Two common ways to provide gaze input are through dwell time and gaze gestures. Dwell time, which is the most used approach, consists of fixating a target element (e.g., a button) for a certain time (the dwell time), after which an action connected to that element is triggered. The duration of the dwell time can vary depending on the application, but it should be chosen so as to avoid the so called “Midas touch problem” [22], i.e., involuntary selections occurring when simply looking at the elements of an interface.
Gaze gestures consist of gaze paths performed by the user to trigger specific actions. This approach can be fast and is immune to the Midas touch problem, but it is also generally less intuitive than the dwell time (since the user needs to memorize a set of gaze gestures, it may have a steep learning curve). For this reason, gaze gestures are recommended only for applications meant to be used multiple times, such as writing systems (e.g., [23][24]).
Hybrid approaches that mix dwell time and gaze gestures (e.g., for interacting with video games [25]) have also been proposed, while other gaze input methods (such as those based on blinks [26] or smooth pursuit [17]) are currently less common.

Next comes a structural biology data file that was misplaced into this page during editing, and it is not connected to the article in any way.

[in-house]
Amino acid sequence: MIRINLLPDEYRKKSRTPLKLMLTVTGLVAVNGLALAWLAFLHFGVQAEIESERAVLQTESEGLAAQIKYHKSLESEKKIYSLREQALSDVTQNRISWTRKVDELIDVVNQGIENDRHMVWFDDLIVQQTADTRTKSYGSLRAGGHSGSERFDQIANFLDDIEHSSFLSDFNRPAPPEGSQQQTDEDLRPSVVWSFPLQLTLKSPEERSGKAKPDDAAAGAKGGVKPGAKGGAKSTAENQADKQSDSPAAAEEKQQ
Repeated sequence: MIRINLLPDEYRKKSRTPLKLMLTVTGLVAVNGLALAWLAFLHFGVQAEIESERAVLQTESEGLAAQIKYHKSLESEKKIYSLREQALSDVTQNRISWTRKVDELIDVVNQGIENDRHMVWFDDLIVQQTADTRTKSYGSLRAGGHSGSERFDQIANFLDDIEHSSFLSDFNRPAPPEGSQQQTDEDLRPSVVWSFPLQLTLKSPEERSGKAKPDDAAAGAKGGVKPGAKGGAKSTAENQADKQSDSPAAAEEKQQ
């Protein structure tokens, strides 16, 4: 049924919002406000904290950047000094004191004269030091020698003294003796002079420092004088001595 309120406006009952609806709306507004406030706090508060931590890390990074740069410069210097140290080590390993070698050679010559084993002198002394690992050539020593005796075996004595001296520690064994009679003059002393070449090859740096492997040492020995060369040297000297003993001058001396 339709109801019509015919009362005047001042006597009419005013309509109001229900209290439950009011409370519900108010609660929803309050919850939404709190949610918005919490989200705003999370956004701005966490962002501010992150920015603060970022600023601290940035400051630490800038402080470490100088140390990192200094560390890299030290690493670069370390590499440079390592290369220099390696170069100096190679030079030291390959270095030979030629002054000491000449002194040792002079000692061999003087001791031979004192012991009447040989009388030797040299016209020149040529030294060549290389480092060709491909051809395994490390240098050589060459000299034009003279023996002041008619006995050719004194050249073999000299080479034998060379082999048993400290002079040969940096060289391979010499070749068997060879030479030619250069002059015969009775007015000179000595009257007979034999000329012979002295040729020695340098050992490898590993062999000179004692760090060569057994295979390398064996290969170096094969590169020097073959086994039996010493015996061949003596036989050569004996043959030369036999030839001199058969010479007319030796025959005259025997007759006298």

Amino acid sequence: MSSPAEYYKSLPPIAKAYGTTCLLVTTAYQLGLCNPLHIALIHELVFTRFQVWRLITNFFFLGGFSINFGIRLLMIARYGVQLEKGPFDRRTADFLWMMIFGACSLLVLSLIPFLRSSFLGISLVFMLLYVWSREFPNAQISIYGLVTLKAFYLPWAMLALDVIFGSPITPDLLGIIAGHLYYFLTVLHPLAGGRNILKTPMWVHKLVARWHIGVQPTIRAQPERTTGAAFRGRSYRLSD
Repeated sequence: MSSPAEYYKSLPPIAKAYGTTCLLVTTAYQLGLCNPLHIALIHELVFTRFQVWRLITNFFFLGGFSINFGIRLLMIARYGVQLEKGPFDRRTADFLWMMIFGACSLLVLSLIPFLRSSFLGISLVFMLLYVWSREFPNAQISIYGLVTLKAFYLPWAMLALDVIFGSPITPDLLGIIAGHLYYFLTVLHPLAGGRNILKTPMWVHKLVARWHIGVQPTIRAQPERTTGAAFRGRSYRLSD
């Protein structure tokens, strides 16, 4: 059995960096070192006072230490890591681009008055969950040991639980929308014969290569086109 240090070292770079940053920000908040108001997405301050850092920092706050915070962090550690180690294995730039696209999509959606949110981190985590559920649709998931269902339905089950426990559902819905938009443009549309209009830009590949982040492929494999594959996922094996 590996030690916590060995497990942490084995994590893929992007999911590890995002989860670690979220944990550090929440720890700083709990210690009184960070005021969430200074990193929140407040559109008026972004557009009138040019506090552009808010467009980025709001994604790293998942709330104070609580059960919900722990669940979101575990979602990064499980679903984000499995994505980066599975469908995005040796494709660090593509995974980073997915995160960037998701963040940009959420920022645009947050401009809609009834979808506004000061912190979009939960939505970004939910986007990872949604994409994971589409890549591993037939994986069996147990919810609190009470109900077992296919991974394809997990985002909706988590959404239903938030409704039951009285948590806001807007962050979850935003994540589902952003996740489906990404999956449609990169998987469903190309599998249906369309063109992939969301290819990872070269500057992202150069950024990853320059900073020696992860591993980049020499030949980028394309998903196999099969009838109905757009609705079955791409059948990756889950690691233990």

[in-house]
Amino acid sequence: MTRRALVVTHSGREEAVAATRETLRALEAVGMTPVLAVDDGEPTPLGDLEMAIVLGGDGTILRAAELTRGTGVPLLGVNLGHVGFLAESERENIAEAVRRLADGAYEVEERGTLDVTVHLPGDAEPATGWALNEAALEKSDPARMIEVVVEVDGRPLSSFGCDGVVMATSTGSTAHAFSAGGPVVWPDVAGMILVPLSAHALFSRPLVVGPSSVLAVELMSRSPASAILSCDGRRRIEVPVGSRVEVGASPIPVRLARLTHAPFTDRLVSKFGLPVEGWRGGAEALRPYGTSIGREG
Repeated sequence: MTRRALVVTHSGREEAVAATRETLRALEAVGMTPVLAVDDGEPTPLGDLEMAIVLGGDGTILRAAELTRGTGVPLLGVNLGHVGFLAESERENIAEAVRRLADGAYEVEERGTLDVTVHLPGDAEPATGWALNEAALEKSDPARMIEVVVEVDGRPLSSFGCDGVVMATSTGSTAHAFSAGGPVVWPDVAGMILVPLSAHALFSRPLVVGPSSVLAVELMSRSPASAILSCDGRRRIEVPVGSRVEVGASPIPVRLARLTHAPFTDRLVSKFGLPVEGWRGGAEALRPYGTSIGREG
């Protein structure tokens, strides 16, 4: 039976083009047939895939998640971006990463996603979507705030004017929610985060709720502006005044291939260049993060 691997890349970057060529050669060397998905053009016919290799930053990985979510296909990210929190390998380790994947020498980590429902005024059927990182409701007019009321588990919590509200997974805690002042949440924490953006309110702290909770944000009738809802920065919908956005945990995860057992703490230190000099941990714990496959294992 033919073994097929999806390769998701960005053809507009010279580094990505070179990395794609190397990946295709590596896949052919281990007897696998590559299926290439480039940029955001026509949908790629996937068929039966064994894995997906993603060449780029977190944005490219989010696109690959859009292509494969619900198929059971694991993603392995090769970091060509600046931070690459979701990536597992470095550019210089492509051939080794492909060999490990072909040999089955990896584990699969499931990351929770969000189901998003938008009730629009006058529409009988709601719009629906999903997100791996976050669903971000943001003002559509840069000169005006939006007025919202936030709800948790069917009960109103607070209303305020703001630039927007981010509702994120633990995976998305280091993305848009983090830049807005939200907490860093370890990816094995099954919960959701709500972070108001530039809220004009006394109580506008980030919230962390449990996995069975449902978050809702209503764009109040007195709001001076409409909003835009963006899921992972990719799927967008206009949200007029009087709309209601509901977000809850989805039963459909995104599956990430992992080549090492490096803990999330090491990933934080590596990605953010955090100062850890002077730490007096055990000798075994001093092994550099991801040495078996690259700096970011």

After some pioneering studies that date back to the late 1980s [27], the first attempts to use eye tracking technology in museums were focused on studying visitors’ behavior [28][29][30], their cognitive processes while observing artwork [31][32], and their emotional reactions [33]. More recently, various museums have used gaze-based solutions to both collect data and engage visitors—for instance, by showing them, after the visit, how they observed the items on display and/or highlighting possible similarities of their eye paths with those of other visitors. In this regard, notable examples include the Cleveland Museum of Art ( (accessed on 20 April 2023)) (United States), the ARoSArt Museum ( (accessed on 20 April 2023)) (Denmark) and the M-Museum Leuven ( (accessed on 20 April 2023)) (Belgium). These can mostly be considered “passive” uses of eye tracking technology, since there is not an actual, explicit interaction—gaze input is used for some kind of “a posteriori” analysis. There are also cases, such as the Science Museum of Trento ( (accessed on 20 April 2023)) (Italy), in which the interaction based on eye tracking per se (therefore not necessarily connected with the exhibited works) is simply included in scientific museums for informational purposes, to make the existence of this technology known to the general public.